Actually it was because he was on this week’s rota, but Josef was not to know that.

A fourth bomb next morning disturbed early breakfasters at a diner on the corner of 29th and Medina, after which the police announced a city-wide curfew for the day and shut down the local transit system. Several sightings of one of the suspects had been reported, most of them mistaken, but one was being taken seriously and the search focused on the harbor area. Streets were cordoned off, people heard gunfire, and helicopters zoomed overhead. One ex-soldier said later that it reminded him of the time he had fought in Mogadishu with the Rangers, but he was exaggerating a little. A policeman was shot and was later reported to have died of his wound.

Josef’s team was assigned as expected to tracking down the second suspect, as it had been determined that the first was a lone man on the run. The second suspect was more likely to lead them to the hostage, it was felt, although there had been no communication from the kidnapper(s) as yet. After the policeman’s death, the team was ordered to shoot to kill.

Shortly after 3pm, suspect number one was cornered inside a warehouse on the waterfront and cut down in a hail of bullets. Subsequently the hunt for suspect number two and the hostage that was assumed to be with him was intensified. Still there had been no ransom demand, no threat, or at least Josef’s team had not been informed of such. The news was wall-to-wall reports of the capture/execution of the first suspect, with features on his life history, his star student rating at a local high school and much (in some instances, hysterical) speculation as to the reasons for his horrifying actions. The media said he was from an old-established family, from way back in the country’s early history, which possibly explained his motives. Facebook and Youtube pages had been scanned, family politics put under the microscope, relatives harassed. For once the press couldn’t blame the attack on religion, because the dead man had been a professed atheist. It had been discovered though that he had recently lost his job to an immigrant from Pakistan, so one reporter had written at length on the possible racist angle. It was hard to tell; you know what the media’s like these days, and who can be sure of the reliability of the information they are fed?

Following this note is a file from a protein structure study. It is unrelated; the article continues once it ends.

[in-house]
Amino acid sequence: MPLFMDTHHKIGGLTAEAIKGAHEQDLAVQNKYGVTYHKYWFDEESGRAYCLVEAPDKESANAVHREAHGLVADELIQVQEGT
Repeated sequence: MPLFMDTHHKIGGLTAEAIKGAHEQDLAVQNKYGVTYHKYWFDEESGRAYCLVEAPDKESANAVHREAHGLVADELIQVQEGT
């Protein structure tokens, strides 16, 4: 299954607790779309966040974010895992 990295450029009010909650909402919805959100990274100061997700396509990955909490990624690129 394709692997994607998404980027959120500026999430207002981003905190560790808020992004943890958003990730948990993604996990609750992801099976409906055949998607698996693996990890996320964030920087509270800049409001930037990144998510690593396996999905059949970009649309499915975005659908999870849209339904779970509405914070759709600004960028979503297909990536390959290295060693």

Of course, while the second named suspect remained at large, tension in the city remained high. Some crazies were calling for Batman to come out of hiding to help the police find the fugitive, to which the police commissioner responded that this was not Gotham City, and the police were quite capable of hunting down criminals by themselves, thank you very much. With the help of the FBI and the National Guard, of course.

Late on the second day after the abduction, Josef received a phone call from an old friend—for the purposes of this report we must call him Mr. Anonymous—and what the friend had to tell him was very interesting indeed and Josef went straight to his team leader with the news. After more phone calls and a hasty meeting with the police chief, everyone converged on a house in Crescent Road, the street was cleared and a perimeter was set up. A robot vehicle was sent in to dispose of what appeared to be two incendiary booby traps, and a police helicopter hovered low overhead. There was no attempt at negotiation with the hostage-taker; the SWAT team went straight in through the windows, and gunfire and grenade explosions were heard from inside. Minutes later, members of the team emerged from the house carrying a person on a stretcher, whom they rushed into a waiting ambulance that sped off with siren wailing and lights flashing, in convoy with two police cars and several motorcyclists. Later they brought out a dead body, assumed to be that of the assailant.

Josef was much congratulated and patted on the back for his contribution to the rescue. There was even talk of a promotion. Relieved people from the surrounding houses were allowed to return home once the all-clear was given, and there was rejoicing until late in the night. "Who needs the Hunger Games?" laughed one iPhone-waving innocent bystander, for which she earned loud cheers and applause.

Not all the news was good though. As darkness fell, the head of security at the White House received a phone call from the hospital where the badly-wounded hostage was being treated. When he heard the news, his face fell. No matter, he had his job to do. Walking briskly to the Oval Office, he knocked on the door and was admitted at once. "Sir, I have bad news for you," he said to the man behind the desk. "Your son has just died from the wounds he sustained during the rescue operation. I’m so sorry, Mr. Grand Ayatollah."

© D. K. Janotta 2013